How to Transfer a WordPress Site from a Development Server To a Live Server – Q and A

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This is the last part of How to Transfer a WordPress Site from a Development Server To a Live Server tutorial series. In this session we take on questions about the website transfer tutorial.

Video Transcript

Rick: So now what I’m going to is just open it up to questions because excerpting for a moment the fact that I did something wrong this morning. Let’s just talk about the whole database thing. I’m going to scroll down here quickly through the plugins.

Jared asks me, “What was the name of the captcha plugin?” And actually, the captcha was included as part of this other plugin, the search and… no, not Search and Replace, the plugin called Quick Post. It has its own captcha system so it wasn’t actually a captcha that we activated separately. It was included in the Quick Post widget. Let’s see…

And that’s the reason we did the previous… file because remember the captcha didn’t show up in the previous… and the other…

Yes, I do remember that. Okay Todd, I’m going to unmute your microphone because you’ve got some really good questions here. So you’re unmuted.

Todd: Well, hello.

Rick: Hi, how are you doing?

Todd: Can you hear me?

Rick: I can hear you.

Todd: Oh excellent.

Rick: Maybe turn the volume up just a little bit.

Todd: Oh sorry, yeah. I would have grabbed my headphones. Yeah so actually, my initial question, it appears is irrelevant. I have a few different sites I’ve run on a WordPress multi user and I had established those blogs using a domain mapping. And I’ve kind of run into a stumbling block with those different sites. I realized that my attempts at scaling my business by having… by using WordPress MU is kind of not the right strategy so I though what I needed to do is to basically pull those individual blogs out of MU, establish their own C Panel accounts inside my dedicated box and I’ll create a WordPress install and import all the settings. It would be kind of a pain in the rear but it looks like BackUp Buddy is going to be pulling in the entire database of WordPress and if it’s a WordPress MU install, it would pull that in as well and so it sounds like…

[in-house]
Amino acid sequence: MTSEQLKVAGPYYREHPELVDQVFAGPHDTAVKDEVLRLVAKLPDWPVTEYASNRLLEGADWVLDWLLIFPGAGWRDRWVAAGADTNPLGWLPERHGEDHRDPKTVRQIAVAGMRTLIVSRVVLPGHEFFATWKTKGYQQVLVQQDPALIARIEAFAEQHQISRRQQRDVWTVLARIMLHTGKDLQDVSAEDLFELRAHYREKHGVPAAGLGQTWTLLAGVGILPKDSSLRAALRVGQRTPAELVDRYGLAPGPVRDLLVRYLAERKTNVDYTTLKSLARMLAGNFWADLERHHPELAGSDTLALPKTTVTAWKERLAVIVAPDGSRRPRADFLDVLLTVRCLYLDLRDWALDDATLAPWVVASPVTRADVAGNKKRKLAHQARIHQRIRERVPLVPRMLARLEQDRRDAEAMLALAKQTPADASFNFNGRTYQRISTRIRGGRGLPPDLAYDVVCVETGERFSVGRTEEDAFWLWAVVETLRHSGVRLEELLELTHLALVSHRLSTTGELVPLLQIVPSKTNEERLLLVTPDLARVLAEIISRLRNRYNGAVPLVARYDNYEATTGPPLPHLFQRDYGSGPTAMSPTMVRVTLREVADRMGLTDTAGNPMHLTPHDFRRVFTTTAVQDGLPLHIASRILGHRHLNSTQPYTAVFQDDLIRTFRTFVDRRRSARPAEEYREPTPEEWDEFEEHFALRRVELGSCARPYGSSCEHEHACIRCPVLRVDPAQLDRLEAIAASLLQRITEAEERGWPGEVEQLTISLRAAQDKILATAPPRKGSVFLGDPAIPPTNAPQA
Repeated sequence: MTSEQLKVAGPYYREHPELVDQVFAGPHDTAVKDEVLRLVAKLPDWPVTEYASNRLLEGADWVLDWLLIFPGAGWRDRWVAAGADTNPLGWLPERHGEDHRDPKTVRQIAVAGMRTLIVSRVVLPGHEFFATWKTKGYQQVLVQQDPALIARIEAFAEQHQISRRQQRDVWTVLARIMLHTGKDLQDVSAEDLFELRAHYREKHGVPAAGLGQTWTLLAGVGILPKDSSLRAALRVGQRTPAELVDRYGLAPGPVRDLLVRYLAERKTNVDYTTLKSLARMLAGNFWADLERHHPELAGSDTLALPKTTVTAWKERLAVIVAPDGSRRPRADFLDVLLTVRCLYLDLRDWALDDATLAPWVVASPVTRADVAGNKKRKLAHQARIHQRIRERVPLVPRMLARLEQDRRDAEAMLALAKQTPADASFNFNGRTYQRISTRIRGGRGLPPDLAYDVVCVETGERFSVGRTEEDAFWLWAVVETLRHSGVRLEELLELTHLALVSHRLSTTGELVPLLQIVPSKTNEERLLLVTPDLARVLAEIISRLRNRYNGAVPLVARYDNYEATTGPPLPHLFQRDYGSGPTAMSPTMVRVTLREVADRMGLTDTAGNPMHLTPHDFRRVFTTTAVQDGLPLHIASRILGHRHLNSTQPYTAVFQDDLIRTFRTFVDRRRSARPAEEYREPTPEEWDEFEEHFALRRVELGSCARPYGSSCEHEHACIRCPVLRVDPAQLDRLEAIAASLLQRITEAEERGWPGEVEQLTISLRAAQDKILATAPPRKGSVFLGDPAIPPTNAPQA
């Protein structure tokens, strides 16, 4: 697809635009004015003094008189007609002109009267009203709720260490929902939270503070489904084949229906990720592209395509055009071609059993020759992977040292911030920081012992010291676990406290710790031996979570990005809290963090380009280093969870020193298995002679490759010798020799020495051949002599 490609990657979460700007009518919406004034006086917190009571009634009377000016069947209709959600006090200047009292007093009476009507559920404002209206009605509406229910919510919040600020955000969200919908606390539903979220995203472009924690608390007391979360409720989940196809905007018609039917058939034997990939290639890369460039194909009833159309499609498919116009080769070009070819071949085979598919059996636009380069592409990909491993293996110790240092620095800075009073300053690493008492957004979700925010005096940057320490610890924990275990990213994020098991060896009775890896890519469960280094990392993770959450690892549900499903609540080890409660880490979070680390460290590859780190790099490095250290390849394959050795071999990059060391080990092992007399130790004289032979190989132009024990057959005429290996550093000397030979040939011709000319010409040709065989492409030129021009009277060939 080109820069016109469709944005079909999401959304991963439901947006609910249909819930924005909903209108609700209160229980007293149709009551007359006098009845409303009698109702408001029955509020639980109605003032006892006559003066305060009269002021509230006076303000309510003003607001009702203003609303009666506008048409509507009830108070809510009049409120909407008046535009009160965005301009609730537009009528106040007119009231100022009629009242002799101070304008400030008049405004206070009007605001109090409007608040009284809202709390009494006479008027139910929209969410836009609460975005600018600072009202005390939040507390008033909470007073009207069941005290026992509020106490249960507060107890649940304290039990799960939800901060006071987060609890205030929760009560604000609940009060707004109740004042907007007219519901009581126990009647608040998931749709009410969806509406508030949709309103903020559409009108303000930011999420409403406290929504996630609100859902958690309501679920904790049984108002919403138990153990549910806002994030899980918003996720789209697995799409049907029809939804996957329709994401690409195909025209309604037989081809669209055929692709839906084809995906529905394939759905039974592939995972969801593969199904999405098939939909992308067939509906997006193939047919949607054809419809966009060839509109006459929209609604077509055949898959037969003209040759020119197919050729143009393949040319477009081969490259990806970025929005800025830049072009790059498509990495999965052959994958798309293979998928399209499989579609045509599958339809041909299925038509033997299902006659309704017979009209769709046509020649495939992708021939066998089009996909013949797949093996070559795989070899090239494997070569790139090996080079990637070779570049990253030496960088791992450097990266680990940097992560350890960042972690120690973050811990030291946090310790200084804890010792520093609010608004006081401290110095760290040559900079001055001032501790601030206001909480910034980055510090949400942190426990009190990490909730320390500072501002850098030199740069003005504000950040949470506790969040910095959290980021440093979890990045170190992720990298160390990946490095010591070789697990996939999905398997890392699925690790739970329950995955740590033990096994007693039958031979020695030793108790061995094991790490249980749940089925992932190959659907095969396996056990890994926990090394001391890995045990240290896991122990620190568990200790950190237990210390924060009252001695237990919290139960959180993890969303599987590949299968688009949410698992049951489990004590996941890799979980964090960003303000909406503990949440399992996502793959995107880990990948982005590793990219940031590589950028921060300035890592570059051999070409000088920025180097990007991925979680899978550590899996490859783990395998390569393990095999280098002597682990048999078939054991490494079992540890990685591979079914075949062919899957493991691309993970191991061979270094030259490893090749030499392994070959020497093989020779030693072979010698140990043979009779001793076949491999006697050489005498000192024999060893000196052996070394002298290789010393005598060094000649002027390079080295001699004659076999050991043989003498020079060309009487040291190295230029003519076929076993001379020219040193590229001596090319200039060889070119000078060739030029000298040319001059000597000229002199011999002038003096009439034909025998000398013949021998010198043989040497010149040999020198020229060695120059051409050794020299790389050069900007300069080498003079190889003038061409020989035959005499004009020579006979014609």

Rick: No. It’s actually not the way that works. The WP MU doesn’t actually create a single database. It creates a new database for each networked site. And so if you look at your database, you’ll see that you have a multiple database. It’s one of them for each of those network sites. You can use BackUp Buddy inside of an individual site to back up that one site. BackUp Buddy’s forum has some instructions on how to do that, how to use it both for individual blog or site within a network install and then how to use it on a big you know, a full network install. I personally have used it succesfully on individual network sites that I was working on inside of a big site. So I’m going to unmute you again here. I muted you because we have that little echo going on back and forth but…

Todd: Awesome, thanks. Yeah, actually I grabbed my headset here to hopefully reduce that.

Rick: Okay so you should be able to… well, I have succesfully backed up one site inside of a network install and copy it and move it to another domain. So…

Todd: Oh, that’s great news. Thank you very much.

Rick: Yeah, you’re welcome. And the latest…

Todd: I was actually writing down a full list of different steps I was going to have to take to do it all manually so that’s really good news. Thank you.